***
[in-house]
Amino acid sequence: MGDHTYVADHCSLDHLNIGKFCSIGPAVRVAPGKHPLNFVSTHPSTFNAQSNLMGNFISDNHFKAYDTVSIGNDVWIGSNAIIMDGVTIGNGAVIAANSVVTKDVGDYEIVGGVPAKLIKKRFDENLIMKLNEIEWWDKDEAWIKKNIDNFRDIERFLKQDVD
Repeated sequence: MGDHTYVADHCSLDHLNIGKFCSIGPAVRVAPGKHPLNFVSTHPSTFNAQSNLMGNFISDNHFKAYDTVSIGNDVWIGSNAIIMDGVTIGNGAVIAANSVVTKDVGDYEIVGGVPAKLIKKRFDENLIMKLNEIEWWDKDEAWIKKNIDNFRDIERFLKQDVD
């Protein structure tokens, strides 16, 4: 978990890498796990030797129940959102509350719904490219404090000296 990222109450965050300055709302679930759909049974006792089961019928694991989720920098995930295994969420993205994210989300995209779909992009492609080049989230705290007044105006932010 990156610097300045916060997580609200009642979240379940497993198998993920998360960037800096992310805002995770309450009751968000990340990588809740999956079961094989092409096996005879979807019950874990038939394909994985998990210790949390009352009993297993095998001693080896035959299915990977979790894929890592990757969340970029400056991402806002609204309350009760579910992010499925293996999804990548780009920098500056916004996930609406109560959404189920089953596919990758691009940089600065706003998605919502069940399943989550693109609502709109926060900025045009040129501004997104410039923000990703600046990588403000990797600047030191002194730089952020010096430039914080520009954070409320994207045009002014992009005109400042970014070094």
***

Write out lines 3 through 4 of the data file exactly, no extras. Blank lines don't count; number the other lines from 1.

Repeated sequence: MGDHTYVADHCSLDHLNIGKFCSIGPAVRVAPGKHPLNFVSTHPSTFNAQSNLMGNFISDNHFKAYDTVSIGNDVWIGSNAIIMDGVTIGNGAVIAANSVVTKDVGDYEIVGGVPAKLIKKRFDENLIMKLNEIEWWDKDEAWIKKNIDNFRDIERFLKQDVD
């Protein structure tokens, strides 16, 4: 978990890498796990030797129940959102509350719904490219404090000296 990222109450965050300055709302679930759909049974006792089961019928694991989720920098995930295994969420993205994210989300995209779909992009492609080049989230705290007044105006932010 990156610097300045916060997580609200009642979240379940497993198998993920998360960037800096992310805002995770309450009751968000990340990588809740999956079961094989092409096996005879979807019950874990038939394909994985998990210790949390009352009993297993095998001693080896035959299915990977979790894929890592990757969340970029400056991402806002609204309350009760579910992010499925293996999804990548780009920098500056916004996930609406109560959404189920089953596919990758691009940089600065706003998605919502069940399943989550693109609502709109926060900025045009040129501004997104410039923000990703600046990588403000990797600047030191002194730089952020010096430039914080520009954070409320994207045009002014992009005109400042970014070094």